[Anyway, it really impresses my kids on a Saturday night the Leafs play the Devils and they hear Bob Cole say, "Paul Martin finds the puck in the corner..."]

[[And strangely enough, I once DID play for a team called the Devils, up in Hanover, Ontario. The boys in that beer league used to call me "the priest." I led the team in penalty minutes. You should have heard those boys yapping at the refs about "throwing the priest in the box!"]]

[[[How much fodder do you need to mock me, Brooker?]]]

A Red Herring in the Baptism / Membership Debate

The interesting debate concerning whether or not a Baptist church should allow into membership convinced paedobaptists is heating up again.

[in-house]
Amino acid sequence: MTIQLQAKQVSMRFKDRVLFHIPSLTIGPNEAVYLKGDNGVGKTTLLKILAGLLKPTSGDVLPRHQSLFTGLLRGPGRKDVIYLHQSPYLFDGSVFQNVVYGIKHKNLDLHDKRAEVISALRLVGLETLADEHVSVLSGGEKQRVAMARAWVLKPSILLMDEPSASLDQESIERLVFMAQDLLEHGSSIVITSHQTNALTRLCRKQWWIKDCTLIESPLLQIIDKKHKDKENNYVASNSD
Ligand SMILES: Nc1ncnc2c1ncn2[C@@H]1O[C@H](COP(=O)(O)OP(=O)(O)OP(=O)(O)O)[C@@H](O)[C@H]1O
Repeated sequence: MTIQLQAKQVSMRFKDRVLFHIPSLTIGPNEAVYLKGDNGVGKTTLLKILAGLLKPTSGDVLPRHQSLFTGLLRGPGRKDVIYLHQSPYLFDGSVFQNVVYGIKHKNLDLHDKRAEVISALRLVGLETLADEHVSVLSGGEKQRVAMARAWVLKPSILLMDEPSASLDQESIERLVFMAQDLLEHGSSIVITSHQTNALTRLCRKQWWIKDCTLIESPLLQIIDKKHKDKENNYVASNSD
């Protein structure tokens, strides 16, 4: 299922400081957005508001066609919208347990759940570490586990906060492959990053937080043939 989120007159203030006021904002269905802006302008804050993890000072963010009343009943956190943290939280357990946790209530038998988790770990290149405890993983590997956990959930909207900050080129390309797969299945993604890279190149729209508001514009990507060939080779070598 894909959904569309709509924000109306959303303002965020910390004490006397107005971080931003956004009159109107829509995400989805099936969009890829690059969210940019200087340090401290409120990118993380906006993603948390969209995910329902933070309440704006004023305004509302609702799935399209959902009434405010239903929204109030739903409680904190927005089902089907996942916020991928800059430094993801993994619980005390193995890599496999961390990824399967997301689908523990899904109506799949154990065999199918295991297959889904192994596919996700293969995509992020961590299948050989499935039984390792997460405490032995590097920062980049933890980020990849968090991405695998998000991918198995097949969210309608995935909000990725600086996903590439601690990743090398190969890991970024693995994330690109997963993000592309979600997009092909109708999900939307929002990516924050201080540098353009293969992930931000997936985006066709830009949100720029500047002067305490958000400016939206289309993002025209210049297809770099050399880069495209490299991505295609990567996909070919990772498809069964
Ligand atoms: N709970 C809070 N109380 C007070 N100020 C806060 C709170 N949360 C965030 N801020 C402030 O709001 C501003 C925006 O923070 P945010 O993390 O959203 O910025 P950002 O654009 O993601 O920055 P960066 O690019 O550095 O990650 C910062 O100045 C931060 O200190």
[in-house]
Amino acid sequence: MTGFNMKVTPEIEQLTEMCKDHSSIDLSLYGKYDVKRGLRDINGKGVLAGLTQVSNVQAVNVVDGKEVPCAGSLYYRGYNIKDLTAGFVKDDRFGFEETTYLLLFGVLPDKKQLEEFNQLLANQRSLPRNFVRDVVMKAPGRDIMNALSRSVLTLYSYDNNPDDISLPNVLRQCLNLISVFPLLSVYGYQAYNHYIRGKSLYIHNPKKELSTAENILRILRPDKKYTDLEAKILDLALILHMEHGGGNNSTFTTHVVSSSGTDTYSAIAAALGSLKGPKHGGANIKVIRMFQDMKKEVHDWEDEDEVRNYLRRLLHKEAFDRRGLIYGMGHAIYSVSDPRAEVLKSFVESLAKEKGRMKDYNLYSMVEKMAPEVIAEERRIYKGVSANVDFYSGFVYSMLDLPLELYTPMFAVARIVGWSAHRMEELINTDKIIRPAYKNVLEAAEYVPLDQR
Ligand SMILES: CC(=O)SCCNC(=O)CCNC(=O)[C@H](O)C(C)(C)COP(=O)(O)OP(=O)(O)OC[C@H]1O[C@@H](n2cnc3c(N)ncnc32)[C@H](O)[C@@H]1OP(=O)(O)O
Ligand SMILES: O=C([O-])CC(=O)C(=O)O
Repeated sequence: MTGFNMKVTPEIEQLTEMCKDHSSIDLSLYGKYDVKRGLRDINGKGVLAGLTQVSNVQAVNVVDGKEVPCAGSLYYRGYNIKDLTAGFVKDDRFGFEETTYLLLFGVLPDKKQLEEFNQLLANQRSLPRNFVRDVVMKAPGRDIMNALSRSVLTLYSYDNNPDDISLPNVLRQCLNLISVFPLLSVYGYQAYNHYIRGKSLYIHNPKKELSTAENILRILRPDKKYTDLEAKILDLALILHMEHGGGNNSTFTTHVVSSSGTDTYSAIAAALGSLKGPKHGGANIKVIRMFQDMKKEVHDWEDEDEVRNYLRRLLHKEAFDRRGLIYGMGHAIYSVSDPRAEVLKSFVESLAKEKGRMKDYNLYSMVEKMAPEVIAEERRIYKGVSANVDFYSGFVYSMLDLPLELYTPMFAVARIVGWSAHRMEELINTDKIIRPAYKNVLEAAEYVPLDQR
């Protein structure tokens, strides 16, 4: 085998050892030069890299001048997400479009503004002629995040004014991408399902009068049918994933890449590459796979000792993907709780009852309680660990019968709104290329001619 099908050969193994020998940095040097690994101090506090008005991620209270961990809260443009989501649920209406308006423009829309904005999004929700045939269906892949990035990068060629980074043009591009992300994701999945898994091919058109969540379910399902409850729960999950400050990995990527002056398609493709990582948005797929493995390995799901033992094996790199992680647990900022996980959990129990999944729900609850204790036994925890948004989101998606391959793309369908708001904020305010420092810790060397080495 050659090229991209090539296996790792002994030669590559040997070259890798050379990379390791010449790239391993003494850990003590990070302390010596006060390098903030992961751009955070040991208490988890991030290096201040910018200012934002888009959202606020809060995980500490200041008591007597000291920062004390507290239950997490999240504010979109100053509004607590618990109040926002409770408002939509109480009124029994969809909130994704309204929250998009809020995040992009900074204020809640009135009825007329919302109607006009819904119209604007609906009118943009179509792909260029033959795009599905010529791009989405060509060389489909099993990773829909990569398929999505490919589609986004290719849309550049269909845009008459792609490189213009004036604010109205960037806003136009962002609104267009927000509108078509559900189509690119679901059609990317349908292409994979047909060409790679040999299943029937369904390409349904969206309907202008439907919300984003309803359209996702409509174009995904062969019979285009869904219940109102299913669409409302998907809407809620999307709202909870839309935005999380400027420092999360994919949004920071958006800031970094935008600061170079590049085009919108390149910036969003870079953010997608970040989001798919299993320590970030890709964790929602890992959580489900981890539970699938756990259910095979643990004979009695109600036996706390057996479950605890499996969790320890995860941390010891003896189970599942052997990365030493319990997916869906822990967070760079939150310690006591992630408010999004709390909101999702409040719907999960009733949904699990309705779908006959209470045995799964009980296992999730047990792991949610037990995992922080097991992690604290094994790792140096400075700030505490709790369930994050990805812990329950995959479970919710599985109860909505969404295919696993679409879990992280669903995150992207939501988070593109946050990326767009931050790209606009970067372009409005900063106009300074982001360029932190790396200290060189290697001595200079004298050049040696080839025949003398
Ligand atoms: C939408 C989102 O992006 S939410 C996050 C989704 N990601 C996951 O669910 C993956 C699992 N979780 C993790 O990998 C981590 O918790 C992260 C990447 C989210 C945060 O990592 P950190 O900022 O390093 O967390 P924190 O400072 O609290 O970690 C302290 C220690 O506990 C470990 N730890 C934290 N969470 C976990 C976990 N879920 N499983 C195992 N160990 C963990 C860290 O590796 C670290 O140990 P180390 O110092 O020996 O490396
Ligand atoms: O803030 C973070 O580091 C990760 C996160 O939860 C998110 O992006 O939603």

It began with Wayne Grudem’s new edition of his systematic theology, wherein (as nicely highlighted by JT) Grudem reverses from his previous position. Now he argues that unity in a local congregation between paedobaptists and credobaptists is not wise or really possible.

John Piper weighed in almost immediately pointing out some disagreements and Grudem replied with a defense of his reversal.

Not to be outdone, Mark Dever stirred the pot a little more with his post that supports Grudem’s side from a congregational/Baptist model. Although Mark did write while on vacation and I think he can offer more.

As for me, it seems that the Grudem/Dever side (or maybe we should just call it the “non-Piper side” since Piper seems to be standing quite alone on this matter!) always comes back to the same argument. In an over-simplified form, it states: “If we let paedobaptists become members, they will eventually take over the theology of the local congregation and pull them away from their Baptist distinctives.”

You know, this may be true.

Or it may not.

But consider this.